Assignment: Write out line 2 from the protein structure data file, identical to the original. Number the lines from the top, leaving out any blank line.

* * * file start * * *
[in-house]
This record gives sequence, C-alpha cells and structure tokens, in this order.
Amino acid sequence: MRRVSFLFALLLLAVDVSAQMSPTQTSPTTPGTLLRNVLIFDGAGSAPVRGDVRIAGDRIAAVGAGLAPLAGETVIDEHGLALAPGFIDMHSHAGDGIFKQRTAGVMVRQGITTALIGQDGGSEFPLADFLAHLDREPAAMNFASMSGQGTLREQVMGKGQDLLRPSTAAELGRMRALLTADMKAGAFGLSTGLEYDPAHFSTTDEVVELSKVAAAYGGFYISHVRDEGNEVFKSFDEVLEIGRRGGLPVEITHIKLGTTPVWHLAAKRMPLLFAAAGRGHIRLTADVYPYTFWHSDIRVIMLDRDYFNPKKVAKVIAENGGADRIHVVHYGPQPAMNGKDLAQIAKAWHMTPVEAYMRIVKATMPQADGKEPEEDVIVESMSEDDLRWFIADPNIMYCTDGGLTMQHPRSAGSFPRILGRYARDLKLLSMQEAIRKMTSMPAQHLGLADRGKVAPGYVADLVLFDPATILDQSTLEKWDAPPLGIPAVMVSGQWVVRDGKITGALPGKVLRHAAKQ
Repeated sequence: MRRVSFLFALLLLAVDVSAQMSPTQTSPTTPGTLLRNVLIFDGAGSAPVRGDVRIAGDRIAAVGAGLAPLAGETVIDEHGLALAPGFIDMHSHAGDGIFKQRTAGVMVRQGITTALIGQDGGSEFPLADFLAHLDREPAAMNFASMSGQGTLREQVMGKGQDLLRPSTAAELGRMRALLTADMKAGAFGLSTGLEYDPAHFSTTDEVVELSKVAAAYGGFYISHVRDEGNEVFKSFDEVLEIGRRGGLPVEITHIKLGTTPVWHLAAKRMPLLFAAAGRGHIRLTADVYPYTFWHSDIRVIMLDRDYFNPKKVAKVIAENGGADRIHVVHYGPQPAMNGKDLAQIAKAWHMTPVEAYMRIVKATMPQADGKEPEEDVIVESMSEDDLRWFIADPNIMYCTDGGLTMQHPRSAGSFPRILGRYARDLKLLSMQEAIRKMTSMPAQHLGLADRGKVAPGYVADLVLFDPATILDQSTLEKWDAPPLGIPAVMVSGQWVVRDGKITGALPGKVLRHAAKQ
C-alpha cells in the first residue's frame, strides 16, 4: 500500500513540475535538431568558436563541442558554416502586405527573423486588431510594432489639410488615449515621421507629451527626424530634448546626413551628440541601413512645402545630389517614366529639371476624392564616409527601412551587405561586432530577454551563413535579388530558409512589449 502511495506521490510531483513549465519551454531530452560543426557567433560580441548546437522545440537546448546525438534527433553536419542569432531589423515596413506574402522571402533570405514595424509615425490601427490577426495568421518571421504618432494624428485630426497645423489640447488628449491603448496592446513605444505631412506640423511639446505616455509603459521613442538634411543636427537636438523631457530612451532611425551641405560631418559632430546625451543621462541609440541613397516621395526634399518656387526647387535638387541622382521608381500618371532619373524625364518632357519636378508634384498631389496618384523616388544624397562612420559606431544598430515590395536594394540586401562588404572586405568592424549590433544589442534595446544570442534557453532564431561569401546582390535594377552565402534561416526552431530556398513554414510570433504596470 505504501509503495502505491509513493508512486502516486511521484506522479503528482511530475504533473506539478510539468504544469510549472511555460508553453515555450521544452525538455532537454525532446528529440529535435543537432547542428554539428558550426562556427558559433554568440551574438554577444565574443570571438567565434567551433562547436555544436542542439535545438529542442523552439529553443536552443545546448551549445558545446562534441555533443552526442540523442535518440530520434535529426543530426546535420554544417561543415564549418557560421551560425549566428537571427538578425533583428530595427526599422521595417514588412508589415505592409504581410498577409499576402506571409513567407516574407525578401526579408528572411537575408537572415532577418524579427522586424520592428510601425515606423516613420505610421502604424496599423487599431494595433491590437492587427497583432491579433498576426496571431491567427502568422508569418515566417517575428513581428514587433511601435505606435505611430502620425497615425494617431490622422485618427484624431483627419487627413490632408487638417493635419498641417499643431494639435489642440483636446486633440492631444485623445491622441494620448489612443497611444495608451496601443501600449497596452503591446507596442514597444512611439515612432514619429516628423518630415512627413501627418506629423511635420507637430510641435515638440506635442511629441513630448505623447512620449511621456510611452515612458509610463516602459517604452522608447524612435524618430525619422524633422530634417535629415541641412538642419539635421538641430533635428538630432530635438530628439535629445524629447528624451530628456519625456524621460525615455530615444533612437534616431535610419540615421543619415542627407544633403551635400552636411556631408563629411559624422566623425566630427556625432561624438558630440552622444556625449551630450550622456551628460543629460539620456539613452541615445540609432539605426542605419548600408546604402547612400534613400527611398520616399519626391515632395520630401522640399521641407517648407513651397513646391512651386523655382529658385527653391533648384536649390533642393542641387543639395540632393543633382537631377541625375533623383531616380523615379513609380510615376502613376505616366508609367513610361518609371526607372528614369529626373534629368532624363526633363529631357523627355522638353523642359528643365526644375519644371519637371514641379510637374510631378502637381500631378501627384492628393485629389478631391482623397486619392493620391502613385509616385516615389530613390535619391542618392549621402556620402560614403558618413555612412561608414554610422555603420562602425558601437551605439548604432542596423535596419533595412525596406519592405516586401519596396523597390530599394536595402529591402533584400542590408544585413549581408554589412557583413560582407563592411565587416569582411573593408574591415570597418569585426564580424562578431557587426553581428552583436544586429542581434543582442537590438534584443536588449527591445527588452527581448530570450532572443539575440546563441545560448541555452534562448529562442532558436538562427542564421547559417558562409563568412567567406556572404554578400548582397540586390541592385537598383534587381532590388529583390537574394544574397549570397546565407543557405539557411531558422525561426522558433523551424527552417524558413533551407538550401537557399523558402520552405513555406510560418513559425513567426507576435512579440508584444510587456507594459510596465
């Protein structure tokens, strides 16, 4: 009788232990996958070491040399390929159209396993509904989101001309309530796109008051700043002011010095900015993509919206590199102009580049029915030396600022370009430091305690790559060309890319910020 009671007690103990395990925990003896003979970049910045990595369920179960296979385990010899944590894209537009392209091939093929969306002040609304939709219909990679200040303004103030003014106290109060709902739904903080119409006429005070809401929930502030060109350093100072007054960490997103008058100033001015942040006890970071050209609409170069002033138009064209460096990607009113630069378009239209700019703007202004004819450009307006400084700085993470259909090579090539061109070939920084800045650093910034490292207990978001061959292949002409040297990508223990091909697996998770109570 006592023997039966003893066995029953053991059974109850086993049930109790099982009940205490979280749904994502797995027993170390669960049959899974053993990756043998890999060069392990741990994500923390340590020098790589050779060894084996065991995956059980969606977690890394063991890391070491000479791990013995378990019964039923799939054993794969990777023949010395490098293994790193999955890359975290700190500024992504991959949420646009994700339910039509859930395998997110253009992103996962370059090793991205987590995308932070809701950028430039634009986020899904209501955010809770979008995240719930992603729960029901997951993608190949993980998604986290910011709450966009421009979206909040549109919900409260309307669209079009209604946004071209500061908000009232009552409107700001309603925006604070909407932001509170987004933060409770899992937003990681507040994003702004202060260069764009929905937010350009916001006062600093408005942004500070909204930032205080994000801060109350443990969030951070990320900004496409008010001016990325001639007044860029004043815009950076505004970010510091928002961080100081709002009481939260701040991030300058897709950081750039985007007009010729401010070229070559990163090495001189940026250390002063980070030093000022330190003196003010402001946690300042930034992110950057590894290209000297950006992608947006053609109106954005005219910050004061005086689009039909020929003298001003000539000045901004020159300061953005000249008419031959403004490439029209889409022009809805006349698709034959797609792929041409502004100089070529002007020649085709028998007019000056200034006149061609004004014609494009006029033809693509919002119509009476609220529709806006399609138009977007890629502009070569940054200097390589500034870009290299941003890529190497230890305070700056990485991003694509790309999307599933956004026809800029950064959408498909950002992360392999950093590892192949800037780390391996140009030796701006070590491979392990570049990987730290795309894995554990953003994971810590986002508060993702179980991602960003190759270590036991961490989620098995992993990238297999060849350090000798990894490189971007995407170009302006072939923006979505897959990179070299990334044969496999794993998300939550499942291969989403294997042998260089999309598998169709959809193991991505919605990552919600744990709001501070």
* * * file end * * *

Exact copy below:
This record gives sequence, C-alpha cells and structure tokens, in this order.